However, as the rial continues to fall and Iran’s economy crumbles, Ahmadinejad has come under increasing pressure. In an extraordinary attack on Tuesday, the Iranian president lashed out at the Islamic Revolutionary Guard Corps (IRGC), the judiciary and lawmakers, saying they were largely to blame for the crisis.

Ahmadinejad, who had promised to fix Iran’s economy when he came to power in 2005, said his country’s national currency crisis was due to a “psychological war” perpetrated by enemies at home as well as abroad.

Only Iran’s Supreme Leader, Ayatollah Ali Khamenei, escaped direct criticism, although Ahmadinejad may have been hinting at Khamenei when he said that his government was the “only institution in the country responsible to the people.”

Ahmadinejad also blamed sanctions for the crisis, but denied that his own economic policies had anything to do with the situation.

In a political battle played out in Iran’s conservative media, however, other regime leaders, including Iran’s powerful Majlis (parliament) speaker Ali Larijani, loudly denounced Ahmadinejad for causing the crisis.

Iranian daily Jomhouriye Eslami’s lead story on Wednesday cited Larijani as saying that 80% of the country’s economic problems were down to economic mismanagement, while Tehran-e Emrooz, which backed Ahmadinejad’s rival Mohammad-Bagher Ghalibaf in the 2009 presidential elections, accused Ahmadinejad of evading responsibility for the crisis.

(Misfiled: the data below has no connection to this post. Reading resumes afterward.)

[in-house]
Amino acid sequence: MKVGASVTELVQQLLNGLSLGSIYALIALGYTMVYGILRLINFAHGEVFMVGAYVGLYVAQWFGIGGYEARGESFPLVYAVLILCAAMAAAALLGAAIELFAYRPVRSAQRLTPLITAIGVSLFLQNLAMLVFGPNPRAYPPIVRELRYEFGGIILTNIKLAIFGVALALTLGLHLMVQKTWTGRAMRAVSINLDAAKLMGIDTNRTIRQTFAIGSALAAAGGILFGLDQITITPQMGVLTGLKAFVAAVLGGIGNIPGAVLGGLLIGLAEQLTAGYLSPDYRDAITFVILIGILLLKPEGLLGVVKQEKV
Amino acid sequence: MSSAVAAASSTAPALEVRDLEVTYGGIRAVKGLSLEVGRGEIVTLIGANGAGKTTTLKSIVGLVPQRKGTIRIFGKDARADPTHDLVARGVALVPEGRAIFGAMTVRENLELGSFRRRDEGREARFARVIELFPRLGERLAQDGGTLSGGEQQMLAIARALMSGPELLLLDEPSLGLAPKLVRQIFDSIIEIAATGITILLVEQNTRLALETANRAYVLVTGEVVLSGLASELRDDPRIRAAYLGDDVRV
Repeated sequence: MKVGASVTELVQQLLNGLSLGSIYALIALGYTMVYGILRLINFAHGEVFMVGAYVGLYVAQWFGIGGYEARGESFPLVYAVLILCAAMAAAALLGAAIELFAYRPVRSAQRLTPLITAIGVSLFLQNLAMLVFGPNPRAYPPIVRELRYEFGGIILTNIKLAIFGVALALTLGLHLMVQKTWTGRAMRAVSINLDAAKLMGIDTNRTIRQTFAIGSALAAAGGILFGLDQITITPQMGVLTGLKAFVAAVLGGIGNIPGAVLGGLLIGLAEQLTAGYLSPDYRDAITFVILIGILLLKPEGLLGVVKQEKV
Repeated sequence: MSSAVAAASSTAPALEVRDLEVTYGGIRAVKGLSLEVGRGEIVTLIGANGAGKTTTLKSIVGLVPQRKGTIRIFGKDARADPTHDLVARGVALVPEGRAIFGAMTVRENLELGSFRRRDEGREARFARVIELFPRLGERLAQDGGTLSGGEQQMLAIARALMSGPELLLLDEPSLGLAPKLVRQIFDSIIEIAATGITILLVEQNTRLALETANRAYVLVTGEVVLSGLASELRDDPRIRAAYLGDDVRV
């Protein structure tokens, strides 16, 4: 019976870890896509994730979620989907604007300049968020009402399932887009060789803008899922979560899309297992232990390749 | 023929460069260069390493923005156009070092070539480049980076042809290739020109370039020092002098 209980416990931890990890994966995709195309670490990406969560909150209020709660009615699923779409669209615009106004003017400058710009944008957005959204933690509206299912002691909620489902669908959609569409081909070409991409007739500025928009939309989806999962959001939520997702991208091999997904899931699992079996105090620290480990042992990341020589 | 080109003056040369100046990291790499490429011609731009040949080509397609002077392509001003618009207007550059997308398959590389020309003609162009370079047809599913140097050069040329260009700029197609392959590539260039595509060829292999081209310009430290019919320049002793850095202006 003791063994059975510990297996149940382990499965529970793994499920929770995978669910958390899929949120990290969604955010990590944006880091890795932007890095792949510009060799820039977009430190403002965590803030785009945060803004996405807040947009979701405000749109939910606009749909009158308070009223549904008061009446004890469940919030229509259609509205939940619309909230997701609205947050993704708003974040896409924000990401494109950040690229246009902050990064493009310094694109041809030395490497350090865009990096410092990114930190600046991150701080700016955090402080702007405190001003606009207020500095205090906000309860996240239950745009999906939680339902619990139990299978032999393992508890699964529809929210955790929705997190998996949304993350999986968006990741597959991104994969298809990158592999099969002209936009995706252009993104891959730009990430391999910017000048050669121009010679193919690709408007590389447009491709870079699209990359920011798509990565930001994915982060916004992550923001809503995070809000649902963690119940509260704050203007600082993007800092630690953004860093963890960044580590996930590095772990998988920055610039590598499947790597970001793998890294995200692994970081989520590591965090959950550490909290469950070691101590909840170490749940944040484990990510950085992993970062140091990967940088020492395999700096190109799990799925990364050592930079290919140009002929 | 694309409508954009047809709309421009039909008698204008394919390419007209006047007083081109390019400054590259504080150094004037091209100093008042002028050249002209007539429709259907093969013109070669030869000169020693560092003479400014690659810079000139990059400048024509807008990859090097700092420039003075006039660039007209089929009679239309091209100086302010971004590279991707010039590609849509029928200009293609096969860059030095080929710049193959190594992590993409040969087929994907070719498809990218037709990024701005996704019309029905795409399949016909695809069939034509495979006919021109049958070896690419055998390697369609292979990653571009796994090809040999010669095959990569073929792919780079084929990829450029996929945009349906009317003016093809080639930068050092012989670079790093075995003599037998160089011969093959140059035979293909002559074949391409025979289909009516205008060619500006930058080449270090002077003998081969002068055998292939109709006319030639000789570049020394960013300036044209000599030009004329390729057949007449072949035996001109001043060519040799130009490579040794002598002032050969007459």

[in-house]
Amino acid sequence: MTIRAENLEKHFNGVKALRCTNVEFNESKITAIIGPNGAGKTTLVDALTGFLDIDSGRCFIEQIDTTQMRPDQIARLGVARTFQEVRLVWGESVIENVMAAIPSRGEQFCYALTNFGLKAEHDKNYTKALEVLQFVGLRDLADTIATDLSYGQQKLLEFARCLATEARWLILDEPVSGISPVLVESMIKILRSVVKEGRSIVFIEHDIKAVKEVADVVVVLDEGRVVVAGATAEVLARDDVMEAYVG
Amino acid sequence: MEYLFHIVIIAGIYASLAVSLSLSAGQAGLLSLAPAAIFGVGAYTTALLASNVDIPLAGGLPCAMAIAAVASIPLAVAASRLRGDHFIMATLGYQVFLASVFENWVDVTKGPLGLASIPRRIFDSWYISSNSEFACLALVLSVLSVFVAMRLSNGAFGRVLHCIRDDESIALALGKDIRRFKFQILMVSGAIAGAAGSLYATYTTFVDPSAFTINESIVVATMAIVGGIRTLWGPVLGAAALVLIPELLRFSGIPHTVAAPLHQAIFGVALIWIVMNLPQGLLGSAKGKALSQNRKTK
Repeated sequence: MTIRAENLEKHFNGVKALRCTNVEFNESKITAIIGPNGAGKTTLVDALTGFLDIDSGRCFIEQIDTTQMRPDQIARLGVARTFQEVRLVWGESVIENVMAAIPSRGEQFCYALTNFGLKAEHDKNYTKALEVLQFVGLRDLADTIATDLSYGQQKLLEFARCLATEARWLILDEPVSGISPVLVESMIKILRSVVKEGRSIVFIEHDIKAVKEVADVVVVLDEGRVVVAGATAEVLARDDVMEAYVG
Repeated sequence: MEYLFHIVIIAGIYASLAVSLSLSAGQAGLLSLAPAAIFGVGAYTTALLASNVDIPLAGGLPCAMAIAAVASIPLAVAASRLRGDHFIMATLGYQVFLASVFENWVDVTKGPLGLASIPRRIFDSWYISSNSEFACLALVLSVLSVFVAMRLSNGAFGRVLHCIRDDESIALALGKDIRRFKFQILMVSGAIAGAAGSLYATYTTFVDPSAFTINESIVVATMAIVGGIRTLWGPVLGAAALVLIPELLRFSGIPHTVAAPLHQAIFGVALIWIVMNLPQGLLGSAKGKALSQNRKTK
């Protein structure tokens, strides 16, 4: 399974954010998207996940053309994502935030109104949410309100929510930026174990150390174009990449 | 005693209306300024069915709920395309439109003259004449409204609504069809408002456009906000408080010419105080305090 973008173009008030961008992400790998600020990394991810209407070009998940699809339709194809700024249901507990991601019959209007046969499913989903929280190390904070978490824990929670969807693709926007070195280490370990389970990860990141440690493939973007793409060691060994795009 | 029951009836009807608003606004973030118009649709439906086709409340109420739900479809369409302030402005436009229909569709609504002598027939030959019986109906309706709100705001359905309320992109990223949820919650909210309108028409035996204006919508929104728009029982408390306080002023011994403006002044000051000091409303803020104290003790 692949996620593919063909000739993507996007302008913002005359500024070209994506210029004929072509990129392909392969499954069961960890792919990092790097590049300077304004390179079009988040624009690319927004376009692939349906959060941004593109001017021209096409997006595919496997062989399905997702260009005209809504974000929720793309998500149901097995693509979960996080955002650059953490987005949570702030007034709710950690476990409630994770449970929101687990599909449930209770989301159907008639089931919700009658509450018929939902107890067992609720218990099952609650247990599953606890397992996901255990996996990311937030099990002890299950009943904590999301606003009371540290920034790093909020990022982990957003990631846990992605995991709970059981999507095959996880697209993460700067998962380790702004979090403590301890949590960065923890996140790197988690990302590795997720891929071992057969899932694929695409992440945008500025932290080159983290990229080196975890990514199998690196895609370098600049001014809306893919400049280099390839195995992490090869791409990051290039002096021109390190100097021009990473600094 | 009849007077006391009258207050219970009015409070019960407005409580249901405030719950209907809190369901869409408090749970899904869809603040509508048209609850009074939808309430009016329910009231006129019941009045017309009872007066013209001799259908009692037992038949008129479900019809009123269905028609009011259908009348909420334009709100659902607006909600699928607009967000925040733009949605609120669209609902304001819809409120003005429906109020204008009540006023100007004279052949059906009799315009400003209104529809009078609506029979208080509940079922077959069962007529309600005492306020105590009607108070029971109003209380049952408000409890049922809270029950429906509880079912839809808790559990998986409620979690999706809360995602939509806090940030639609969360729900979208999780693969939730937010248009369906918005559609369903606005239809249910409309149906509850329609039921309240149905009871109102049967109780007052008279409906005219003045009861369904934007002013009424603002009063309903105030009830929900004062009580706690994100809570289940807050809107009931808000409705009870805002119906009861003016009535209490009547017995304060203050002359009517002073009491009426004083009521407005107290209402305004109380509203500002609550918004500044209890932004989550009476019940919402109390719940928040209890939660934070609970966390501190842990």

An editorial in Mashregh News, which is affiliated with the IRGC, slammed the Ahmadinejad-led government for failing to put any plan in place to deal with the effects of sanctions.

“This was not something that the government was unable to predict,” an editorial on the Mashregh site read. “But they have no systematic and effective program for dealing with the consequences of sanctions. The most interesting part of this has been their official public assurances that sanctions are ineffective.”